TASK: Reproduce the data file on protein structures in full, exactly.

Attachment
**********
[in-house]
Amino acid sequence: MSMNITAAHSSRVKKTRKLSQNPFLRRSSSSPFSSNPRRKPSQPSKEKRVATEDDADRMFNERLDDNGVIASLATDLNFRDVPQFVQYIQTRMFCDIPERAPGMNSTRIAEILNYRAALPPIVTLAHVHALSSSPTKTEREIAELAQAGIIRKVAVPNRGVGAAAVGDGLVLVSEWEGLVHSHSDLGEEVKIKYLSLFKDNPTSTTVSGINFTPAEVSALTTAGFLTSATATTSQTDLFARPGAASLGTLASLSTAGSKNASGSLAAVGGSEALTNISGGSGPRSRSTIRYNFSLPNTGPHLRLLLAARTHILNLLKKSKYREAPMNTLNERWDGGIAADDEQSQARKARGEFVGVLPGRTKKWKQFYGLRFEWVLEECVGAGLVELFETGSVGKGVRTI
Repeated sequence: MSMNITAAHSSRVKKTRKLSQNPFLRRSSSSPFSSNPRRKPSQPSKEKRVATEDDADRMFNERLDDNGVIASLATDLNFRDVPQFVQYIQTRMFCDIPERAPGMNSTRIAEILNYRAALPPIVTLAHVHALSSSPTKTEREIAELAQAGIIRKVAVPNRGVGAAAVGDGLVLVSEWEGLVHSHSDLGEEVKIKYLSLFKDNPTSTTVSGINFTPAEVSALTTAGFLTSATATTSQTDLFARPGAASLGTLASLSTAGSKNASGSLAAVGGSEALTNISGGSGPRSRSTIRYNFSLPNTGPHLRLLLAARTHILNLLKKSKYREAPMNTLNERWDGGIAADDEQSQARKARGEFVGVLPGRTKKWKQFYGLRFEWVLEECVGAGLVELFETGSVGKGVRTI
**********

[in-house]
Amino acid sequence: MSMNITAAHSSRVKKTRKLSQNPFLRRSSSSPFSSNPRRKPSQPSKEKRVATEDDADRMFNERLDDNGVIASLATDLNFRDVPQFVQYIQTRMFCDIPERAPGMNSTRIAEILNYRAALPPIVTLAHVHALSSSPTKTEREIAELAQAGIIRKVAVPNRGVGAAAVGDGLVLVSEWEGLVHSHSDLGEEVKIKYLSLFKDNPTSTTVSGINFTPAEVSALTTAGFLTSATATTSQTDLFARPGAASLGTLASLSTAGSKNASGSLAAVGGSEALTNISGGSGPRSRSTIRYNFSLPNTGPHLRLLLAARTHILNLLKKSKYREAPMNTLNERWDGGIAADDEQSQARKARGEFVGVLPGRTKKWKQFYGLRFEWVLEECVGAGLVELFETGSVGKGVRTI
Repeated sequence: MSMNITAAHSSRVKKTRKLSQNPFLRRSSSSPFSSNPRRKPSQPSKEKRVATEDDADRMFNERLDDNGVIASLATDLNFRDVPQFVQYIQTRMFCDIPERAPGMNSTRIAEILNYRAALPPIVTLAHVHALSSSPTKTEREIAELAQAGIIRKVAVPNRGVGAAAVGDGLVLVSEWEGLVHSHSDLGEEVKIKYLSLFKDNPTSTTVSGINFTPAEVSALTTAGFLTSATATTSQTDLFARPGAASLGTLASLSTAGSKNASGSLAAVGGSEALTNISGGSGPRSRSTIRYNFSLPNTGPHLRLLLAARTHILNLLKKSKYREAPMNTLNERWDGGIAADDEQSQARKARGEFVGVLPGRTKKWKQFYGLRFEWVLEECVGAGLVELFETGSVGKGVRTI